I recently returned home after two months backpacking around South-East Asia. Without a doubt the experiences and things I saw during my short stay will remain with me for the rest of my life, however I’m not going to write about that aspect of my travels.
I last backpacked in 2009, spending six months on the east coast of Australia. As many will remember, in 2009 ‘smartphones’ were not so smart, when compared to the 4 inch supercomputers we all carry in our pockets these days. The iPhone 3 (not even 3G!) had just celebrated its first birthday. (I suddenly feel very old..) During my travels, I spent a lot of time lounging around with fellow backpackers. The Australian climate and abundance of beaches was a contributing factor behind this policy. This gave my fellow travellers and myself a great deal of time to talk to fill the spaces when you just didn’t want to read and the iPod had died. And talk we did. I left Australia feeling like I had known the friends I made for years, rather than the relatively brief time that I actually did. I remember opening up to people, as they did to me, and really connecting. When travelling this is not uncommon, you are thrust into a strange place relatively unknown, therefore you naturally band together. This, in my opinion is the reason that the backpacker community is such a close-knit one, as we all shared a mutual feeling of self-imposed isolation.
This is not to say that I felt any differently during my more recent travels, in fact, I was even luckier this time around, as I had even more in common with the group of friends I found myself with. However, one thing that I found myself observing more and more as time went by, was that during idle moments of the day, our hands invariably reached down into our pockets, and out came the small black mirrors (thanks Charlie) that dominate modern-day life. For tens of minutes at a time we were transfixed on the latest Facebooks updates, tweeting and Instagram-ing our latest breathtaking photo (@jonnysnaphappy, wink wink). To clarify, I’m not attempting to take a holier-than-thou standpoint on social networking, as I was just as guilty of shutting myself of for 10 minutes to endlessly swipe down on a screen. However, I did feel slightly guilty every time – had I travelled 7,000 miles to update twitter? I felt bad that I was potentially missing out on golden conversation with people I had grown very fond of for the sake of seeing what was going on in a life that I was thoroughly, and quite happily detached from. When I asked my friends about our use of smartphones, they felt the same as me – quite silly at how dependent we were to use our smartphones.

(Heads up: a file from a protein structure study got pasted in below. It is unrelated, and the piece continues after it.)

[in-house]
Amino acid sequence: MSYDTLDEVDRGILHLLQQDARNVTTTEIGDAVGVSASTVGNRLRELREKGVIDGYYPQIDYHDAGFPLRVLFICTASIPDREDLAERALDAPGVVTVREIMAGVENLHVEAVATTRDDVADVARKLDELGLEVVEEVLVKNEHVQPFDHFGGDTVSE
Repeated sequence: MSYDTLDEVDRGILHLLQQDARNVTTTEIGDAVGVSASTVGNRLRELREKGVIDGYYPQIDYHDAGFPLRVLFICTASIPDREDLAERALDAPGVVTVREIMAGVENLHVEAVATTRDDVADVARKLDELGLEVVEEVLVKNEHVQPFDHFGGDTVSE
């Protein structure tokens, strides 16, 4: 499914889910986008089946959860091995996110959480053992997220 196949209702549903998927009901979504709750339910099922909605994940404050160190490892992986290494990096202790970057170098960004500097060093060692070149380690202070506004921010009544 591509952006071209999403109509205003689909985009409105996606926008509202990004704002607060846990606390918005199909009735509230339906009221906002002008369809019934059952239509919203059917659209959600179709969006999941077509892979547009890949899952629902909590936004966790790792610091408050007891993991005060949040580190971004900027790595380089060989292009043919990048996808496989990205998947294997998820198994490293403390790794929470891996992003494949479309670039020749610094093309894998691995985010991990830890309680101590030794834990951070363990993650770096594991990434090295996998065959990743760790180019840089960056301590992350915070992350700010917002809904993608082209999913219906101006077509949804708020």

There are certain positives to having a smartphone whilst backpacking, which I should mention. Whilst in Australia, if I was lost, or needed help of any kind, the solution was simple as opening my mouth and making sound – as everyone speaks English. While this is somewhat the case in South-East Asia, as more and more people learn English – the language of tourism. However, there were instances when there was no way in which I could communicate, other than speaking louder, and gesturing. This is where a smartphone was invaluable – Google translate, maps, or any other aid was at my fingertips, and on more than on occasion I was able to get from A to B with nothing more than a point at a screen and a smile. Communicating with my anxious mother was facilitated by WhatsApp, and I was able to at least partly able to explain the wonderful things I was experiencing via a tweet.
Ultimately I have mixed feelings towards smartphones and social media combined with backpacking. They can be a huge benefit, and if anything allow you to share the wider world with one and all back home. While at the same time, it removes the escapist element of travel, the one which made backpacker such a draw, and one of the reasons I enjoy it so much. You are no longer truly alone, as your entire world that you left behind is a swipe and click away.